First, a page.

This ain’t Salem - Why the use of verbal images referring to witch hunts is probably problematic & misogynist
As of the end of 2017, there’s finally at least some kind of a debate ongoing about toxic masculinity, rape culture and several offenders names are made public being called out by those being affected of their sexual assaults. Finally, there are projects like https://therottenappl.es/, a website to look-up if any known offender is part of a movies production cast or team, and women of many industries are organising theirselves warning each other about working with known offenders.
Of course, there are still way too many problems out there to actually see a major change tackling toxic rape culture, furthermore many people of colour, disabled, queer and poor voices remain unheard, but at least there’s a major public discussion about #MeToo and Hollywood and at least, there are some consequences (which are of course not as suitable as they should be considering the impact sexual assault can have on the lives of those affected) and in most cases, people being involved in media cannot say that they haven’t known that certain personalities are offenders since it is public now.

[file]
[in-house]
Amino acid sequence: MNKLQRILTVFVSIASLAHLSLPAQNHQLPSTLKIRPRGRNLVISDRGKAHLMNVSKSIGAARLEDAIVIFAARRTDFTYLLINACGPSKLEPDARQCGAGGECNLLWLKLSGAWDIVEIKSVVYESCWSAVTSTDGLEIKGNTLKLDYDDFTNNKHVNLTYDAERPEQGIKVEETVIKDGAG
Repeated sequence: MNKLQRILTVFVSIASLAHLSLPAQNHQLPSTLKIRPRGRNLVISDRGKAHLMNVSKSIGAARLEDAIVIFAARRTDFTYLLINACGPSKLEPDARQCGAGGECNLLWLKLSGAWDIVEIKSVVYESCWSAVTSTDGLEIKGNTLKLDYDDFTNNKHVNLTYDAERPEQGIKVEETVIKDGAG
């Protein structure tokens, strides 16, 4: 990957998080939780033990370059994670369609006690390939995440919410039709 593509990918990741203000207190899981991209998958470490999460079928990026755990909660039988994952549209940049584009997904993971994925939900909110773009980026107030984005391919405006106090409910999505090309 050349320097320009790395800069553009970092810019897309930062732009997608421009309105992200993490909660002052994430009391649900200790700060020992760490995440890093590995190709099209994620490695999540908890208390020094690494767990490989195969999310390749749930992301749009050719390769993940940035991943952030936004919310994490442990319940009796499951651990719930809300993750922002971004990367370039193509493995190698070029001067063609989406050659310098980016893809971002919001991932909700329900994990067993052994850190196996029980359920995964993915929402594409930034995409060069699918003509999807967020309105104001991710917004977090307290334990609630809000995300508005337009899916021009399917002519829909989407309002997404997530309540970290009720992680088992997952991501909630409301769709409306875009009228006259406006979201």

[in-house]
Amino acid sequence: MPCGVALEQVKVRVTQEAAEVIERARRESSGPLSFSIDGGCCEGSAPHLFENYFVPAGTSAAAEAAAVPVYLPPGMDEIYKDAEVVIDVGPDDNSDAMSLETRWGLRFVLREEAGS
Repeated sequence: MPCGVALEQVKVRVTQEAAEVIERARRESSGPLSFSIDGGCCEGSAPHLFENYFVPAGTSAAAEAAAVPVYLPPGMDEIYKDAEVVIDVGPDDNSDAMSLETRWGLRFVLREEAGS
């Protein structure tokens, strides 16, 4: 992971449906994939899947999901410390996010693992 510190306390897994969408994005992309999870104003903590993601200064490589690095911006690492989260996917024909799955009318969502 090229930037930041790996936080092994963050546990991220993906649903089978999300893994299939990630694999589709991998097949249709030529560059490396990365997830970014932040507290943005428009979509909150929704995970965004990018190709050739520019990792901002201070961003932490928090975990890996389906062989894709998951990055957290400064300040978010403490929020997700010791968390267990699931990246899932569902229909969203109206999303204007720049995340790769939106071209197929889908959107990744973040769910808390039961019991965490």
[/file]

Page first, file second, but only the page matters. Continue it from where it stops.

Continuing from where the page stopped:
While it became to some extend easier to speak up on sexual violence and assault, the discussion culture mainly remains the same and accused men (most of them are cis-male) are now trying to hide behind marginalised groups they wouldn’t bother any other time unless they can profit of them.
Being accused of sexual misconduct, Kevin Spacey tried to hide behind the LGBT+ community, and as the number of accusations raised to a realistic number in terms of reported cases (since it’s slowly approaching the guessed number of unreported ones), some people started to compare the #MeToo movement with the anti-communism of the 1950s or witch hunts of the early modern historical period.